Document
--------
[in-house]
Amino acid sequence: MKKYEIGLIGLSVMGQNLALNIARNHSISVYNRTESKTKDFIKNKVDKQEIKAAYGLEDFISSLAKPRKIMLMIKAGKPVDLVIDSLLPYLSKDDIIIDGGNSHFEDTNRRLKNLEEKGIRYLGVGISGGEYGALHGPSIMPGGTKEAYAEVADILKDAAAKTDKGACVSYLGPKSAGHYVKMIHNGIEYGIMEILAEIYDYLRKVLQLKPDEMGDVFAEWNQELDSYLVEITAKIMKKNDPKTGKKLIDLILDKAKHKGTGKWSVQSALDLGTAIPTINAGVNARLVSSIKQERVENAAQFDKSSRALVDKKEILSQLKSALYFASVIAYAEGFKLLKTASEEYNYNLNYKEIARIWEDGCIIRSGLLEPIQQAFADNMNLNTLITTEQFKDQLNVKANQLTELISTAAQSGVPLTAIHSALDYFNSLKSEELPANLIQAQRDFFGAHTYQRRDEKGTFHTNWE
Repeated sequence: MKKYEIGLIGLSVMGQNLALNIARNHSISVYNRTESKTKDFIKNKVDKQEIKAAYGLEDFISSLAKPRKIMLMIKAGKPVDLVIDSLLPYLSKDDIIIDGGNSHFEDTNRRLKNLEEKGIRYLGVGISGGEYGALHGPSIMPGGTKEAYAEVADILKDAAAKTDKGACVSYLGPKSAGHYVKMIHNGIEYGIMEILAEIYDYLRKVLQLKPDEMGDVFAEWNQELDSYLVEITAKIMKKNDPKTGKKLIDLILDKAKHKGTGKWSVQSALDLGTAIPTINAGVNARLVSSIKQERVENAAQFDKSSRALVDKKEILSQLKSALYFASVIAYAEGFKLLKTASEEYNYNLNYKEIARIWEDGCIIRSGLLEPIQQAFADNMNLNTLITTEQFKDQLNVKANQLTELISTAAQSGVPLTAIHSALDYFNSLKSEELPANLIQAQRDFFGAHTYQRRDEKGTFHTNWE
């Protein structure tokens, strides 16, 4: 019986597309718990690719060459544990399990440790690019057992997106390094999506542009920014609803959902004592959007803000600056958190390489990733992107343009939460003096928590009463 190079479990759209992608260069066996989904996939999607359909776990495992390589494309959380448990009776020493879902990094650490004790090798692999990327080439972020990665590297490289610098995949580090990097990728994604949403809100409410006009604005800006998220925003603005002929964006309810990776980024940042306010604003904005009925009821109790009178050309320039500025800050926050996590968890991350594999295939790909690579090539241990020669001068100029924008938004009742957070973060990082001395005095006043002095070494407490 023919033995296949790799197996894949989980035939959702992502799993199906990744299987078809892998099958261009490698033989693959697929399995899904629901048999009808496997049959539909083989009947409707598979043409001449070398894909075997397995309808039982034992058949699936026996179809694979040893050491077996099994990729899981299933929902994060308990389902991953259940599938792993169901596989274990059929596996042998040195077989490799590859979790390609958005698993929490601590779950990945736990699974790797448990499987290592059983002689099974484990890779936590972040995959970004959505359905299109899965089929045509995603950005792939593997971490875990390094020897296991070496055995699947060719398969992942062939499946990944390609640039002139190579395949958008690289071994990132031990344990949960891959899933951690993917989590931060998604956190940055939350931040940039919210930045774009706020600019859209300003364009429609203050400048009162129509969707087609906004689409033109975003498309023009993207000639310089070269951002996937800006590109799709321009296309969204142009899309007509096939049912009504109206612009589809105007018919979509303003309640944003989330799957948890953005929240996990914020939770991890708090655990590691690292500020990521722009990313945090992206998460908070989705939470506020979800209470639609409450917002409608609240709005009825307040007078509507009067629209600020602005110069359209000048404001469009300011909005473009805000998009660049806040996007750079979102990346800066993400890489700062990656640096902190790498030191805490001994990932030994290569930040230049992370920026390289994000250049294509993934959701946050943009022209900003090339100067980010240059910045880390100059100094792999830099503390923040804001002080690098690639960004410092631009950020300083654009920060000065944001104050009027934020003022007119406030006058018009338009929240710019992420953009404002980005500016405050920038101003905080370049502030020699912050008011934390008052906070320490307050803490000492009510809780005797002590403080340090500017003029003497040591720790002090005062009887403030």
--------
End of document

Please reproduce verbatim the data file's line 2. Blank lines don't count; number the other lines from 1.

Amino acid sequence: MKKYEIGLIGLSVMGQNLALNIARNHSISVYNRTESKTKDFIKNKVDKQEIKAAYGLEDFISSLAKPRKIMLMIKAGKPVDLVIDSLLPYLSKDDIIIDGGNSHFEDTNRRLKNLEEKGIRYLGVGISGGEYGALHGPSIMPGGTKEAYAEVADILKDAAAKTDKGACVSYLGPKSAGHYVKMIHNGIEYGIMEILAEIYDYLRKVLQLKPDEMGDVFAEWNQELDSYLVEITAKIMKKNDPKTGKKLIDLILDKAKHKGTGKWSVQSALDLGTAIPTINAGVNARLVSSIKQERVENAAQFDKSSRALVDKKEILSQLKSALYFASVIAYAEGFKLLKTASEEYNYNLNYKEIARIWEDGCIIRSGLLEPIQQAFADNMNLNTLITTEQFKDQLNVKANQLTELISTAAQSGVPLTAIHSALDYFNSLKSEELPANLIQAQRDFFGAHTYQRRDEKGTFHTNWE